Nov 23, 2020 10:00 AM EST
Carbon emissions in the US have been found to have decreased due to the COVID-19 pandemic, as published last week by the BNEF or BloombergNEF. The report quantified the COVID-19 viral pandemic’s impacts on the amount of carbon dioxide emissions in the US.
This report estimated that the emissions produced this year will be lower by 9.2 percent compared to the year 2019. This is a level comparable to the number of emissions seen in the year 1983. During that time, according to BNEF, the US economy was smaller by 60 percent compared to this year.
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Record a decrease in emissions
For the past twelve years, it has been noted that the emissions of carbon dioxide in the US have continuously declined. However, BNEF’s estimate states that the 2020 decline could be the highest ever recorded.
There would still have been a decrease in emissions by one percent even if there was no pandemic. In other words, the COVID-19 pandemic is the cause of the approximately 8 percent decline in emissions.
Emissions per sector
The BNEF report also broke down the number of emissions individually by sector, as well as the impacts caused by the forest fires this year.
Speaking about the sectoral impacts, Nathaniel Bullard, BNEF Chief Content Officer, said that the transport sector, the largest contributor to emissions of greenhouse gases in the US, is also the one that could show the most significant decline.
According to the report’s analysis, transportation emissions will probably drop to over twice the level in the early part of the financial crisis from 2008 to 2009. The emissions from the power sector will also probably drop to record proportions as well.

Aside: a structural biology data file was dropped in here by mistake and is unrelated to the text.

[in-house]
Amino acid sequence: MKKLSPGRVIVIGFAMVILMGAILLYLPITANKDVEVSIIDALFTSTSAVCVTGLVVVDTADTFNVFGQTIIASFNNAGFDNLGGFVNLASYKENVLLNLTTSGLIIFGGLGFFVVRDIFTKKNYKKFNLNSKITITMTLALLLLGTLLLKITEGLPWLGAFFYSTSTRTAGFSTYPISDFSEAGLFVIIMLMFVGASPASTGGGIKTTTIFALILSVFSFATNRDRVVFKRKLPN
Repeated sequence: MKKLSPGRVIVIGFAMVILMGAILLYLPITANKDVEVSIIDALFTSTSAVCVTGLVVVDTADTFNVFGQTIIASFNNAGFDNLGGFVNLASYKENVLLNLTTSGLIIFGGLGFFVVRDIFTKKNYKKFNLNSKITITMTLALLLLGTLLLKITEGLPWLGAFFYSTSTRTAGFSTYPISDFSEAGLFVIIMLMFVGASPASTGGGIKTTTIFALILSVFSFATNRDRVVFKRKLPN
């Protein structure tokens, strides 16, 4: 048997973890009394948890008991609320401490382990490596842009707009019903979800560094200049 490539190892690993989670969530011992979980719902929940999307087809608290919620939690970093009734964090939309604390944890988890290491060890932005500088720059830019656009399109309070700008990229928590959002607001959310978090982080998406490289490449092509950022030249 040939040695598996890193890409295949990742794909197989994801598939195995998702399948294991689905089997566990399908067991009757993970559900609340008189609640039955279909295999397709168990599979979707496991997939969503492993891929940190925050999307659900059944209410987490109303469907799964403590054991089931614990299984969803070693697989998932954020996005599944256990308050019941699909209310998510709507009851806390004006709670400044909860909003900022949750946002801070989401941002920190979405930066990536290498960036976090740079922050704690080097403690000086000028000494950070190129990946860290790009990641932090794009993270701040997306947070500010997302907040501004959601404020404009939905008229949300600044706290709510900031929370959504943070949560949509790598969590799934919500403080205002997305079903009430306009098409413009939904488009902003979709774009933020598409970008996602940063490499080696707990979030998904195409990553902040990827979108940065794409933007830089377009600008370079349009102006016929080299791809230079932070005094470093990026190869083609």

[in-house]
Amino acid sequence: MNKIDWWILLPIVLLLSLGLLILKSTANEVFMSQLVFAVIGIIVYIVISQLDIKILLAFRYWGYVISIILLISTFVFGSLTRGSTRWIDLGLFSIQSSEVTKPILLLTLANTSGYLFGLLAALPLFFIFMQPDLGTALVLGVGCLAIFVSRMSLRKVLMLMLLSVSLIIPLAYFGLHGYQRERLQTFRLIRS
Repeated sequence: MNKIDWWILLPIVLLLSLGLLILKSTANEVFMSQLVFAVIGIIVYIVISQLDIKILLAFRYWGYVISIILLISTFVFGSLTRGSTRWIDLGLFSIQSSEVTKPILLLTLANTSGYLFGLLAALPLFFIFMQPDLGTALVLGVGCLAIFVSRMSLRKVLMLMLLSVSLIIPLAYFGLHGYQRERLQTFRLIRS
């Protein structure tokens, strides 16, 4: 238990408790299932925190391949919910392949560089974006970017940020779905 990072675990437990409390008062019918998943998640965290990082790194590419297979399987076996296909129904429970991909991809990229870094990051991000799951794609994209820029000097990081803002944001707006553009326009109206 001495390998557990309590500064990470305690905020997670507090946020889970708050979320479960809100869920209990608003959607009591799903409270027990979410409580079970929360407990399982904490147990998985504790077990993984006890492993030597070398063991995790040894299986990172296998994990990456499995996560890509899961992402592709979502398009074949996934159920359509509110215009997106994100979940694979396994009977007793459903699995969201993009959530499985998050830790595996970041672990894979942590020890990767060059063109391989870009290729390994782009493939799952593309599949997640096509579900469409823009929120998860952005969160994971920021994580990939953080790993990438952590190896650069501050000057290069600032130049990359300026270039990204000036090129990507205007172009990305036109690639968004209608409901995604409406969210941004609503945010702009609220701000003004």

Bullard notes, however, that the industrial carbon emissions will probably not show any decrease.
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The effect of forest fires
Meanwhile, forest fires also contributed significantly to the overall emissions in the country this year. Even if the power and transport sectors experienced estimated decreases by 2.8 percent and 4.0 percent, respectively, the large number and intensity of the fires have been estimated to compensate for the decline by adding 2.8 percent to this year’s emissions in the country.
However, the report also says that even if the forest fires offset the power sector’s decrease, it is likely that its impacts are temporary in nature because the carbon dioxide in the atmosphere is eliminated with the regrowth of the forests.
The expected upswing of emissions
The BNEF, however, douses the good news by saying that this historic decline in emissions in 2020 will likely be offset by the emissions that will be produced when the pandemic is over.
Still, the report also says that there is a hidden silver lining, for this puts the country back on its track in its commitment to the Paris Climate Agreement before the US withdrew from the agreement.
This decrease in emissions in 2020 will help the US fulfill its pledge to reduce emissions by 26 percent to 28 percent by the year 2025. Before the pandemic hit, the country was way above its committed level of decrease in emissions. The COVID-19 pandemic gave the US another chance to fulfill its commitment.
The clients of BNEF may be able to access the entire report, including the technological and regional breakdown, and the Excel data, as well as the past editions in the Bloomberg Terminal or its client page.
These will show the BNEF analysis and estimates of the level of carbon emissions and the effects of the COVID-19 pandemic.
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